By Victoria Erickson
The Lincoln Center Art Gallery and the Fort Collins Museum of Art invite you to experience the transformational power of art through Speaking Volumes: Transforming Hate. This dynamic exhibition, running January 20- March 18, showcases the diverse work of 39 artists who have transformed thousands of anti-Semitic and racist books into a visually powerful, thought-provoking, and ultimately deeply moving exhibition.
In 2004, a defecting leader of the “Creativity Movement” (one of the most virulent white supremacist hate groups in the nation) presented the Montana Human Rights Network with 4, 000 volumes of their “bibles” — books promoting extreme anti-Semitic, anti-Christian, and racist ideologies.
In partnership with the Network, the Holter Museum of Art invited artists across the country to respond to, integrate, or transform the books in provocative ways. The resulting exhibition Speaking Volumes: Transforming Hate — which opened at the Holter Museum in Helena, Montana, in 2008 – has been traveling to museums around the country.
Artworks from the exhibition will be on view at both The Lincoln Center Art Gallery and the Fort Collins Museum of Art. There will be an opening reception at The Lincoln Center on Thursday, January 19, 5:00-7:00 p.m. Curator Katie Knight and artist Lisa Jarrett will give a brief introduction to the exhibit at 6:00 p.m.
In conjunction with the exhibit, multiple community programs are also being offered – including special guest speaker Nate Phelps, a series of films, panel discussions, a special film and talkback event with DJ Spooky, a story time and a book club meeting. See more details below.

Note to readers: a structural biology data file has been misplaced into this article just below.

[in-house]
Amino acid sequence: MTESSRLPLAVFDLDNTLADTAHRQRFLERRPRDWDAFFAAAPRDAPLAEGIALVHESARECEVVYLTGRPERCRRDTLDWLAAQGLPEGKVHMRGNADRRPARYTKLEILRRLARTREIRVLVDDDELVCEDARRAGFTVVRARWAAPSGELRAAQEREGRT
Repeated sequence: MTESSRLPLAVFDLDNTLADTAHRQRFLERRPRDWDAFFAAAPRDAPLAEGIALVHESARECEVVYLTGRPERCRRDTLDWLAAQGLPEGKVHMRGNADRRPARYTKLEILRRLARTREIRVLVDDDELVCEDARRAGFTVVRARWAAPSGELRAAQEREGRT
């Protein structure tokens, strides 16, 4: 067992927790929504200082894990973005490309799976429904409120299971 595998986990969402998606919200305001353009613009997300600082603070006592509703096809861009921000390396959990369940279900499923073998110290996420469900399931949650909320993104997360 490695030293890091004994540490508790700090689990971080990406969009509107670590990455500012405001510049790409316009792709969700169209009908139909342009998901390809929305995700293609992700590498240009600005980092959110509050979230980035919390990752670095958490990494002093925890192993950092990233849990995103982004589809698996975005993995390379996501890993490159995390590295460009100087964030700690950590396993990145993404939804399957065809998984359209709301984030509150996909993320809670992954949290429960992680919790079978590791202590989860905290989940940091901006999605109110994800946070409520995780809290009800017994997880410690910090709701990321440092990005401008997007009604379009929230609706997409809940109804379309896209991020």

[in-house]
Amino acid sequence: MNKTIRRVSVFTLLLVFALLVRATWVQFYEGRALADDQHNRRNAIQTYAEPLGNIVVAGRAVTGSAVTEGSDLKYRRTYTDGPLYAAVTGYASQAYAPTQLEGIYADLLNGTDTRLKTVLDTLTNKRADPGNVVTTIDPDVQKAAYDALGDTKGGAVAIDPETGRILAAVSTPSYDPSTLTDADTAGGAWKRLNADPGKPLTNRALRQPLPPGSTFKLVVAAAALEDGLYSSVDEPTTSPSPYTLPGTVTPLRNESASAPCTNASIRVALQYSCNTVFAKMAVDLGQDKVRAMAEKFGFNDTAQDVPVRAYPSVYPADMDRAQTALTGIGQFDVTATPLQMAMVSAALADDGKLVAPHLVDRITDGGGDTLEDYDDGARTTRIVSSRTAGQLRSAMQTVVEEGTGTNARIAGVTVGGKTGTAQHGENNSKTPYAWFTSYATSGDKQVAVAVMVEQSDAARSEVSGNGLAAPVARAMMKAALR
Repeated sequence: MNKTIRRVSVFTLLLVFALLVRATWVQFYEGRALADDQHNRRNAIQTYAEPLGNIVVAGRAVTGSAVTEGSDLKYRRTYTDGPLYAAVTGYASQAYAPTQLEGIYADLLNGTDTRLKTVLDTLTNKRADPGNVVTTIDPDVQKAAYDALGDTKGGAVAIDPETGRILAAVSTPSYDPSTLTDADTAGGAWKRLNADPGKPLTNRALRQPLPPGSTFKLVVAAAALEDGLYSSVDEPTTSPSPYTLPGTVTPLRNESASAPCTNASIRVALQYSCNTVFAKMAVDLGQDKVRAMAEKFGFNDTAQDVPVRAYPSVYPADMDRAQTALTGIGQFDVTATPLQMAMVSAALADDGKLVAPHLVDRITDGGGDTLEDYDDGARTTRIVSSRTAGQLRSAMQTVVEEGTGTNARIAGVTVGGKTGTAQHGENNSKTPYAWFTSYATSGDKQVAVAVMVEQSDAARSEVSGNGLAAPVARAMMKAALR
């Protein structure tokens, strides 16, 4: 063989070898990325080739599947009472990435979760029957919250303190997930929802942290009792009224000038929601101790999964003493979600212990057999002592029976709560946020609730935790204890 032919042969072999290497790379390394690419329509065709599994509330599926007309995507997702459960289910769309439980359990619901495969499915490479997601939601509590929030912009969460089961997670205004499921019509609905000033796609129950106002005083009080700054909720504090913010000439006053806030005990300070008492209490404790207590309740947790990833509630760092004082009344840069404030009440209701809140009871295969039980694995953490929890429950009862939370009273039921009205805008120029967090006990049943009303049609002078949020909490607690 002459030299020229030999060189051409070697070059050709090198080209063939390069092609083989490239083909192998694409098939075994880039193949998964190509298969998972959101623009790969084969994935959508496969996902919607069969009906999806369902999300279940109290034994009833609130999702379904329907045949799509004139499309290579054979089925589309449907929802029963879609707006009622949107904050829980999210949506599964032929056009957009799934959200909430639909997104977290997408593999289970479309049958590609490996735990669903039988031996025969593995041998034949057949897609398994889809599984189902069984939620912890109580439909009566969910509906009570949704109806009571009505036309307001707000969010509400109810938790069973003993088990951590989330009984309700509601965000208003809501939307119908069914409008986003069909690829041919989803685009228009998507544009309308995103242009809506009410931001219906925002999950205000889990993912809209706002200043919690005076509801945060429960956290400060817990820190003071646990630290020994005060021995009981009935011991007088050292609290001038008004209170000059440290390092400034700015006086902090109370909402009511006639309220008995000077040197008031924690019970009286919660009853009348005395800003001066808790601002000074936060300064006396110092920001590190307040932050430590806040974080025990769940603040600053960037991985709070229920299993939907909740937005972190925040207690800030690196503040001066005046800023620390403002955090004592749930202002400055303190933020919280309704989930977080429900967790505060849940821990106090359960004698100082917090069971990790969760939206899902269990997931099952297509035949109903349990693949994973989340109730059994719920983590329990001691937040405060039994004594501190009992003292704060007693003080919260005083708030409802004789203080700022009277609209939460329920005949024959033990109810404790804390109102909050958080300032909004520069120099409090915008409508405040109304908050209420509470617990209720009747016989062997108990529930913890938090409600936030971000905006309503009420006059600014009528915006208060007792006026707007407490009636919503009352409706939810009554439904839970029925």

Topics raised by the artworks and community programs are intended to spur community-wide reflection and dialogue on the possibility of transformation from a spirit of hatred and discrimination, toward one of love and justice.
This exhibition is sponsored by Montana Human Rights Network and organized by Curator Katie Knight.
Special Guest Speaker Nate Phelps: Not My Father’s Son
Sunday, February 26 | 2:00 p.m. | Lincoln Center Magnolia Theatre | $5 Admission (Tickets available January 13th at LCTIX.COM)
Nate Phelps, son of Westboro Baptist Church Founder Fred Phelps, shares his own story of transformation from growing up in an environment of religious indoctrination, hate and homophobia to being an active LGBT advocate with a world-view that is based in reason and science. Tickets available at LCtix.com.
Curator’s Talk with “Speaking Volumes: Transforming Hate” Curator Katie Knight and artist Lisa Jarett Friday, January 20 | 6:00 p.m.
Racism: What Does it Matter? Thursday, March 2 | 7:00 p.m.
Civil Discourse: Let’s Make America Talk Again Thursday, March 9 | 7:00 p.m.
Art in the 21st Century: Compassion
Tuesday, January 24 | 7:30 p.m.
Delve into the work of artists William Kentridge, Doris Salcedo, and Carrie Mae Weems as they explore conscience and the possibility of understanding and reconciling past and present, while exposing injustice and expressing tolerance for others.
Art in the 21st Century: History
Tuesday, February 7 | 7:30 p.m.
Artists Marina Abramovic, Glenn Ligon and Mary Reid Kelley discuss how they play with historical events, explore and expose commonly held assumptions about historic ‘truth, ’ and create narratives based on personal experiences.
Wednesday, March 8 | 7:30 p.m.
Produced by Fort Collins residents, Shari Due and Mona Maser, “Desplazado” looks at the impacts of racism and gentrification on the Tres Colonias neighborhoods of Fort Collins.
Art in the 21st Century: Change
Tuesday, March 14 | 7:30 p.m.
Artists Ai Weiwei, El Anatsui and Catherine Opie consider ways in which they act as agents of change and the aesthetic choices they make to respond to and engage with a world in flux.
DJ Spooky’s ReBirth of a Nation
Thursday, January 26 | 7:30 p.m. | Lincoln Center Magnolia Theatre | $20 Admission
Through the art of remixing, DJ Spooky transforms the infamously racist film The Birth of a Nation into a powerful expression of civil rights and freedom. Post-film discussion with DJ Spooky. Contains mature themes. Buy Tickets here.
Wednesday, January 25 | 11:30 a.m.
Dr. Renate Justin shares her experience as a child refugee of the Holocaust through the eyes of her doll in her children’s book, “The Long Journey.” Regular admission pricing.
FCMOA Book Club
Thursday, March 16 | 6:00 p.m.
Meet at FCMOA to discuss Ta-Nehisi Coates’ “Between the World and Me.” Bring a dish to share for a potluck discussion. Admission is free. Register at www.ftcma.org. This book is available at the FCMOA Museum Shop beginning January 20.